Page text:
For better or worse social media is here to stay.  I enjoy it because it allows me to keep in touch with people I know and care about, as well as keep updated with everyday life (news, sports, weather, etc).  It allows me to stay connected to businesses, organizations, events, and celebrities.  It allows me to tell stories about my life and keep others updated on what me and my family are doing.  It also allows me to vent my frustrations on the current political scene here in America.

Photo: Mike Sielski – Philly

You’re still in contact with Coach Chaney, your coach at Temple. How important is he for you?

I could write a book on how important Coach Chaney is to me.  He’s like a father to me. Without Coach Chaney I don’t know where I’d be.  Almost everything I have in life is because Coach Chaney gave me an opportunity and believed in me.

When you left Temple, you first tried to go to the NBA. That didn’t work out and you decided to go play overseas. But years later you gave it one more shot with San Antonio. How did that work out?

Looking back I was not ready or good enough to play in the NBA after I left Temple.  However, my game developed and improved significantly after 3 or 4 years playing overseas.  I believe at this point I was good enough. Ron Adams (Jos Kuipers college coach) saw me play overseas and invited me to the San Antonio camp (he was an assistant coach). I was playing at a high level.  Unfortunately this was the year that the NBA had a labor dispute and the season was delayed and in jeopardy.  I had an offer to play overseas again so I have to decide on taking a sure thing and playing overseas, or waiting to see if the NBA would resolve their issues and try-out for San Antonio and make the team, which may have been a long shot.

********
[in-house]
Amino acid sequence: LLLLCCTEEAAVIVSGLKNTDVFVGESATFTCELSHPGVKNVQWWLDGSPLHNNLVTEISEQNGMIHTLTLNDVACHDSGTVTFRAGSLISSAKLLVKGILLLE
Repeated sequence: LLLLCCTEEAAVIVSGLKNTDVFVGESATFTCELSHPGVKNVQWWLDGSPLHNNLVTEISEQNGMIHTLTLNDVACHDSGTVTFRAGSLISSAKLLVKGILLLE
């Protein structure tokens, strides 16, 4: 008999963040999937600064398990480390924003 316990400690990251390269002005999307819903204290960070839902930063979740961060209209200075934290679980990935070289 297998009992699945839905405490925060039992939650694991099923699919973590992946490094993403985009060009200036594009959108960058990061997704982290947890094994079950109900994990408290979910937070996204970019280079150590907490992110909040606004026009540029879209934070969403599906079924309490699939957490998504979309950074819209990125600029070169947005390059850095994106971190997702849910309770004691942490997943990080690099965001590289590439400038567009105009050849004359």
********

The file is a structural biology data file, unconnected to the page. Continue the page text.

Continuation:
Wearebasket is giving you an update on one of the best shooters to play in The Netherlands: Mike Vreeswyk.

Vreeswyk was a very, very good player more than 20 years ago in The Netherlands. He was an extremely accurate shooter, he was smart, he played with his heart and still calls Holland his second home. Vreeswyk was an All-Star twice (1994 and 1997), and champion in 1996 (America Today Den Bosch) and 1997 (Libertel Den Bosch). His last season in The Netherlands was with RZG Donar in 1997-1998. He stopped playing in 2000 and now lives close to Philadelphia with his family. Vreeswyk is still involved in sports and very active on Twitter (@MikeThreeswyk).

And… he stills dunks at 50!

You played in The Netherlands for Den Bosch and Groningen. Do you still have good memories? Did you stay in contact with some players or coaches?

Mike Vreeswyk: My years in The Netherlands were some of the best times in my life.  I continue to have contact with so many great people.  Social media has also made it very easy to remain in contact as well.  In the 20 years since I left I have had friends from both Den Bosch and Groningen come and visit me and Andrea in America at least 12 times.  In 2009, I also went back to Den Bosch to visit.

What’s your best memory of your time in The Netherlands?

The people. I consider The Netherlands my second home.  I consider so many of the people I met to be extremely close friends of mine. I certainly will be coming for another visit soon, and my door is always open when anyone comes to America.  As for basketball is concerned I’m proud of the fact that all 4 years I played in The Netherlands my teams went to the Championship series, and I was able to win 2 championships.  I still feel very bad that I wasn’t able to win 4 championships. I want to apologize to the people in Den Bosch that I was unable to win the Championship in my first year against Weert, and I want to apologize to the people of Groningen that I was unable to win the championship my last year against Den Helder.